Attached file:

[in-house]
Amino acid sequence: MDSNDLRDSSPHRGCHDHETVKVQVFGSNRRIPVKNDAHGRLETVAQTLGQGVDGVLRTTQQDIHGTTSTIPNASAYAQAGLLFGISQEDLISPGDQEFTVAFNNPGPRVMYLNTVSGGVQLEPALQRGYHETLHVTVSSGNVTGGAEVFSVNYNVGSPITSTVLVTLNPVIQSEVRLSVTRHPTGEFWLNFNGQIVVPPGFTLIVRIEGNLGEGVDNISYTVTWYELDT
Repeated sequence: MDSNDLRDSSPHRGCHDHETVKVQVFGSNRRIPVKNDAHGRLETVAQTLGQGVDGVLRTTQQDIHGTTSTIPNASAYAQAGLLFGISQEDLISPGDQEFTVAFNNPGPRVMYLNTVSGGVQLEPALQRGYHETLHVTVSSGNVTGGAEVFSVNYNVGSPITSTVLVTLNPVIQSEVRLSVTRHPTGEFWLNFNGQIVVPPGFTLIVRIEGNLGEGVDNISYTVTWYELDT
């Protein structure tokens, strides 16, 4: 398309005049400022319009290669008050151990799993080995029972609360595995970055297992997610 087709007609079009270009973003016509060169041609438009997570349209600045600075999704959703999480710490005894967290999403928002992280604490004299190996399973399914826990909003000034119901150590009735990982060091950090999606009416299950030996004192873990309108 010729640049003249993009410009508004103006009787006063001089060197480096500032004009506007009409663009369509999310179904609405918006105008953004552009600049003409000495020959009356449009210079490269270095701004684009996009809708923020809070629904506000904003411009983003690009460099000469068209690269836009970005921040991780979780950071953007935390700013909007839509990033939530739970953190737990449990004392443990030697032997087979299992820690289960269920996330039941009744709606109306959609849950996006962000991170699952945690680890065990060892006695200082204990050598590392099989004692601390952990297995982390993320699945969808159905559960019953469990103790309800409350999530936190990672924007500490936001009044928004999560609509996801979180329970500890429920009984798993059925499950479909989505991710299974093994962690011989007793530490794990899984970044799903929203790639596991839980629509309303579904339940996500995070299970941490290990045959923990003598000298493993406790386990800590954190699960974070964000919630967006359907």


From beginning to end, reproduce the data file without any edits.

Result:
[in-house]
Amino acid sequence: MDSNDLRDSSPHRGCHDHETVKVQVFGSNRRIPVKNDAHGRLETVAQTLGQGVDGVLRTTQQDIHGTTSTIPNASAYAQAGLLFGISQEDLISPGDQEFTVAFNNPGPRVMYLNTVSGGVQLEPALQRGYHETLHVTVSSGNVTGGAEVFSVNYNVGSPITSTVLVTLNPVIQSEVRLSVTRHPTGEFWLNFNGQIVVPPGFTLIVRIEGNLGEGVDNISYTVTWYELDT
Repeated sequence: MDSNDLRDSSPHRGCHDHETVKVQVFGSNRRIPVKNDAHGRLETVAQTLGQGVDGVLRTTQQDIHGTTSTIPNASAYAQAGLLFGISQEDLISPGDQEFTVAFNNPGPRVMYLNTVSGGVQLEPALQRGYHETLHVTVSSGNVTGGAEVFSVNYNVGSPITSTVLVTLNPVIQSEVRLSVTRHPTGEFWLNFNGQIVVPPGFTLIVRIEGNLGEGVDNISYTVTWYELDT
């Protein structure tokens, strides 16, 4: 398309005049400022319009290669008050151990799993080995029972609360595995970055297992997610 087709007609079009270009973003016509060169041609438009997570349209600045600075999704959703999480710490005894967290999403928002992280604490004299190996399973399914826990909003000034119901150590009735990982060091950090999606009416299950030996004192873990309108 010729640049003249993009410009508004103006009787006063001089060197480096500032004009506007009409663009369509999310179904609405918006105008953004552009600049003409000495020959009356449009210079490269270095701004684009996009809708923020809070629904506000904003411009983003690009460099000469068209690269836009970005921040991780979780950071953007935390700013909007839509990033939530739970953190737990449990004392443990030697032997087979299992820690289960269920996330039941009744709606109306959609849950996006962000991170699952945690680890065990060892006695200082204990050598590392099989004692601390952990297995982390993320699945969808159905559960019953469990103790309800409350999530936190990672924007500490936001009044928004999560609509996801979180329970500890429920009984798993059925499950479909989505991710299974093994962690011989007793530490794990899984970044799903929203790639596991839980629509309303579904339940996500995070299970941490290990045959923990003598000298493993406790386990800590954190699960974070964000919630967006359907």